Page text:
Our next step was to determine if there is any sort of relationship between the federal government's HI tax collections and median household income. Since the HI tax collection data is volatile from month-to-month and seasonal in nature, we calculated the trailing twelve month average of the HI's monthly tax collection data and plotted it against Sentier Research's monthly median household income data, which goes back to January 2000 and extends through July 2014. Our results are graphed below.

Median Household Income vs Trailing Year Medicare Tax Collections, January 2000 - July 2014

All data in the chart are presented in terms of nominal (current) U.S. dollars.

We see that there's a pretty strong correlation between Medicare HI tax collections and Median Household Income, which really shouldn't be all that surprising since wages and salaries make up such a very large portion of household income. That means that we can use the payroll tax data to estimate median household data.

But it's not quite as easy as just running a linear regression on the data to get to what might be considered a precise figure, thanks to things like recessions and their aftermath or sudden growth spurts can cause the relationship to deviate onto a roughly parallel trajectory for an extended period of time.

For projections in the current day, it's coping with the sudden organic growth spurt that occurred in the U.S. economy in the latter half of 2013 for which we need to specifically make adjustments. Here, we find the situation where median household income actually dipped in the months of October and November 2013 while the amount of Medicare HI payroll tax collections surged, setting the overall trajectory of median household income onto a new path.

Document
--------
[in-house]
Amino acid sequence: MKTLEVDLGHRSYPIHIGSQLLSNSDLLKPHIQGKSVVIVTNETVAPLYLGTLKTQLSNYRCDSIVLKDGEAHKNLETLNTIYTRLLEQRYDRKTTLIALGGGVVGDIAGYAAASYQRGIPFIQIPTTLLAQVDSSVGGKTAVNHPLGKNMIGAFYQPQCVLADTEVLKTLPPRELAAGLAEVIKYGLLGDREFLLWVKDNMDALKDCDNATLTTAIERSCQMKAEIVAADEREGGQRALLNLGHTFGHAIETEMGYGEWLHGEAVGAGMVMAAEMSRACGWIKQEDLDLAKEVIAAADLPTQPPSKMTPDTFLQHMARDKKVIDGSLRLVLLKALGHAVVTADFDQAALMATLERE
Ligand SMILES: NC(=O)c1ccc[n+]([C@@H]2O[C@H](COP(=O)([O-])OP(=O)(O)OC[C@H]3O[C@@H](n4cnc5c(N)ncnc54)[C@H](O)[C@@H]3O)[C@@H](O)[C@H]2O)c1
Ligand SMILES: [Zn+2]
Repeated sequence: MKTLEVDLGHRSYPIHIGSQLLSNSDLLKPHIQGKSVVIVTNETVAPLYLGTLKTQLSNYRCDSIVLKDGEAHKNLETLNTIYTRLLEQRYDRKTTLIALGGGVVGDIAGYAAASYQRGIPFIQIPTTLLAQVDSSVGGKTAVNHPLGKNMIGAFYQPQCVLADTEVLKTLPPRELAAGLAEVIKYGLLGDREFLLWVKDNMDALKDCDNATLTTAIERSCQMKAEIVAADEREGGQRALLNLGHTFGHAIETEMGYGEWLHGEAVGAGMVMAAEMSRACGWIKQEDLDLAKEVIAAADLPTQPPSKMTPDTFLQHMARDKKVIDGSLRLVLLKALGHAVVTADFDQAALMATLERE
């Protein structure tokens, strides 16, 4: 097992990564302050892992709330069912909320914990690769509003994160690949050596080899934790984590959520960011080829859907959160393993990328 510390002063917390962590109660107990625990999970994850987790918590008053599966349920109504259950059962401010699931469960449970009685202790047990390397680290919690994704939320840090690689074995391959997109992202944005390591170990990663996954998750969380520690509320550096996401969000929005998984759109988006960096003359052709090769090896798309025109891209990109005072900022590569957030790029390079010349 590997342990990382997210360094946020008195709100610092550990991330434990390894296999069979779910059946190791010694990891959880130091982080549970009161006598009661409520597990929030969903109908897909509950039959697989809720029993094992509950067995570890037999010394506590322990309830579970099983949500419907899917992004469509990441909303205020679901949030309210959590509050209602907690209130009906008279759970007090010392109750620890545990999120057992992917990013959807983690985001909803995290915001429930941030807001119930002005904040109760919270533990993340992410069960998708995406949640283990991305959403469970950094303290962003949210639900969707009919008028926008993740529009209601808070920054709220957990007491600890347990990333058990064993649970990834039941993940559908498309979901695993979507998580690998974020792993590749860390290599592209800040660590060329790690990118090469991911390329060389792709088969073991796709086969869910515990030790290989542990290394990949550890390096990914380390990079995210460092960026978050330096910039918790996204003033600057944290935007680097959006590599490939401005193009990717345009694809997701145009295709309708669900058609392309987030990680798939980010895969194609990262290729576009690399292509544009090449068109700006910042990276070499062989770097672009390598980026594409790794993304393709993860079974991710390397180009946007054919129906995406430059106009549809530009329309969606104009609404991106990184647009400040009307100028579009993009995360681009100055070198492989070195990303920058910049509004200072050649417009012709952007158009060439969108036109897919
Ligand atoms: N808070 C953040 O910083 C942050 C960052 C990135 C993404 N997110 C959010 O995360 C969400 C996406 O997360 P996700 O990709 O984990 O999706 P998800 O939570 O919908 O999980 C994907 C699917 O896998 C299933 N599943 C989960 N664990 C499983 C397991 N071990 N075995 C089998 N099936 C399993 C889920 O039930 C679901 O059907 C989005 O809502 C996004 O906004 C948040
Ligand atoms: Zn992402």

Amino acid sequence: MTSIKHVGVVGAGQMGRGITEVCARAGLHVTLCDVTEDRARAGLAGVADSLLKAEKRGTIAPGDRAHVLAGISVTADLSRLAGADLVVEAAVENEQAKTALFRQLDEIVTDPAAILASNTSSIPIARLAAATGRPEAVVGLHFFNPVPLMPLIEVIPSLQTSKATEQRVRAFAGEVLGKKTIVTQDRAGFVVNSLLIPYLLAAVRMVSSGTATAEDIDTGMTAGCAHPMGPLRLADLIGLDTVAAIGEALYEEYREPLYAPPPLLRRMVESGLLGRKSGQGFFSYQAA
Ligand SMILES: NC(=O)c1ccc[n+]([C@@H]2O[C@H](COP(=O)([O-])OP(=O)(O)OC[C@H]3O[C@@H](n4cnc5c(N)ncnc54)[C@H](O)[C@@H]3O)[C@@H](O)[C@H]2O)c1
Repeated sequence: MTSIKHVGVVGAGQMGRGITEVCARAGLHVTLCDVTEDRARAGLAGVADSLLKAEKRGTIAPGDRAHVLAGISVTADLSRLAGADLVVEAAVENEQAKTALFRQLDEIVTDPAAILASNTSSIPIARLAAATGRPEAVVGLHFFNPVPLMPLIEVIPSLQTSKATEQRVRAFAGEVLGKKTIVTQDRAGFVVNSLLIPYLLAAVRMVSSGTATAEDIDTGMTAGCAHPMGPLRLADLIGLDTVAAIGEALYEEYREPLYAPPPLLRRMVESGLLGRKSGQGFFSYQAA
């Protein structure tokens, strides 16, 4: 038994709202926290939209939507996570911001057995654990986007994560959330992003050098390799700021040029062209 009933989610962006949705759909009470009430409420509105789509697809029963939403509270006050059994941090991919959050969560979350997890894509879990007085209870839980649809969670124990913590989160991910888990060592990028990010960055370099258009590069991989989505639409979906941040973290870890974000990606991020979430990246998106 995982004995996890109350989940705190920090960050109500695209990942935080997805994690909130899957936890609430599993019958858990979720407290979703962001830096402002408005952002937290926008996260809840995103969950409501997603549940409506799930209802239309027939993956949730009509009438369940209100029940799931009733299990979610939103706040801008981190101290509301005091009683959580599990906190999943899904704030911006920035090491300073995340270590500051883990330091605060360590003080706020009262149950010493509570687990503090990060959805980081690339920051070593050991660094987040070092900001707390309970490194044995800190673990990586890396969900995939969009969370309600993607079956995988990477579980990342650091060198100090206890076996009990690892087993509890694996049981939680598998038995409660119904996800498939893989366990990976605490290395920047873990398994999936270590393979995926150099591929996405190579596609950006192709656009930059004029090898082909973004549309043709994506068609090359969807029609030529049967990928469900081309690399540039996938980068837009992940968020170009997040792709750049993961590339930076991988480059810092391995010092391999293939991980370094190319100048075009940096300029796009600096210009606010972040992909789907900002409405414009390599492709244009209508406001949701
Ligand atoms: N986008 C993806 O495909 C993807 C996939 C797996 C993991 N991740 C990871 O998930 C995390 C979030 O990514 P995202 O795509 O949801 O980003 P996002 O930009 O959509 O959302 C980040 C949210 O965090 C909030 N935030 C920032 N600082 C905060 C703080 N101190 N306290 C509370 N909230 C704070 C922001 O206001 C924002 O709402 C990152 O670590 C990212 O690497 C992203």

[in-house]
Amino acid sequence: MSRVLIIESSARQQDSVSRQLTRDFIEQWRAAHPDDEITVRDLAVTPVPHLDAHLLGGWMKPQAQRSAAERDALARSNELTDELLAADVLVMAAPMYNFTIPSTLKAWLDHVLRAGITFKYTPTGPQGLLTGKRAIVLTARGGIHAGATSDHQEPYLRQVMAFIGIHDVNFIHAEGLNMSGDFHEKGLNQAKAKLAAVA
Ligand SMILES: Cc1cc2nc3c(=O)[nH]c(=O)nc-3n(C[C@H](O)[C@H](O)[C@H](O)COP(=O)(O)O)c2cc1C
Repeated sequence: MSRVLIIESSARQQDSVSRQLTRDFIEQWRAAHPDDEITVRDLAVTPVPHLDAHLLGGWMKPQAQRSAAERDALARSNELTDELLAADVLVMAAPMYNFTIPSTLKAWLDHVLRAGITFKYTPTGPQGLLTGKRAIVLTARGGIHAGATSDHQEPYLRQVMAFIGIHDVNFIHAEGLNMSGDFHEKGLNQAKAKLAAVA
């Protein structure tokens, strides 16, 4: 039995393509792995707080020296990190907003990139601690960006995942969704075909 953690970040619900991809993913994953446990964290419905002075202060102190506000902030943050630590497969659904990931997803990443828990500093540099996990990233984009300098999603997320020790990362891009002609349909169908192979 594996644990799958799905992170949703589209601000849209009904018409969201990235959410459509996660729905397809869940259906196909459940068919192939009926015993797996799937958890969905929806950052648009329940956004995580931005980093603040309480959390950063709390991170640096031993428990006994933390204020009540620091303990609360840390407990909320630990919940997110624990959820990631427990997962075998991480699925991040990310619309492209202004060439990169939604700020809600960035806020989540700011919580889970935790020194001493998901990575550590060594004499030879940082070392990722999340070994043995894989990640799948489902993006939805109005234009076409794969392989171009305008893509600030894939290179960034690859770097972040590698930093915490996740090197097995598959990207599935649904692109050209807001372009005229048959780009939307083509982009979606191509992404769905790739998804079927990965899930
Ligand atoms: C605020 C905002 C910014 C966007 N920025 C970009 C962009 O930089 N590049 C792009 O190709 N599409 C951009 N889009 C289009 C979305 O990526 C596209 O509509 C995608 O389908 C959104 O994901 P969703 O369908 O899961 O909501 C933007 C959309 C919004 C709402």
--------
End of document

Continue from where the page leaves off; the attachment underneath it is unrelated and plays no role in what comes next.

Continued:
What happened at that time came in response to the harvest of record bumper crops of nearly every major agricultural crop grown in the U.S. in 2013. Here, we observe that median household income fell, while payroll tax collections increased, as a very large number of previously idle and relatively low-paid agricultural workers became employed. And it would seem that many of them have stayed employed.

To account for that shift in the employment pattern in the U.S., we've drawn a new, parallel trajectory to the overall trend from January 2000 through July 2014, which we'll use to project the median household income for each month since for which we have Medicare HI payroll tax collection data.

Doing that math, we obtain the following estimates of monthly U.S. median household income for each of the indicated months for which we have actual or projected data provided by the Social Security Administration.

Projected Median Household Income Values for Given Level of Medicare Hospital Insurance Tax Collections
Month Trailing Twelve Month Average of Medicare Hospital Insurance Payroll Tax Collections Projected Estimate of Median Household Income
August 2014 $18,931,813,603 $54,105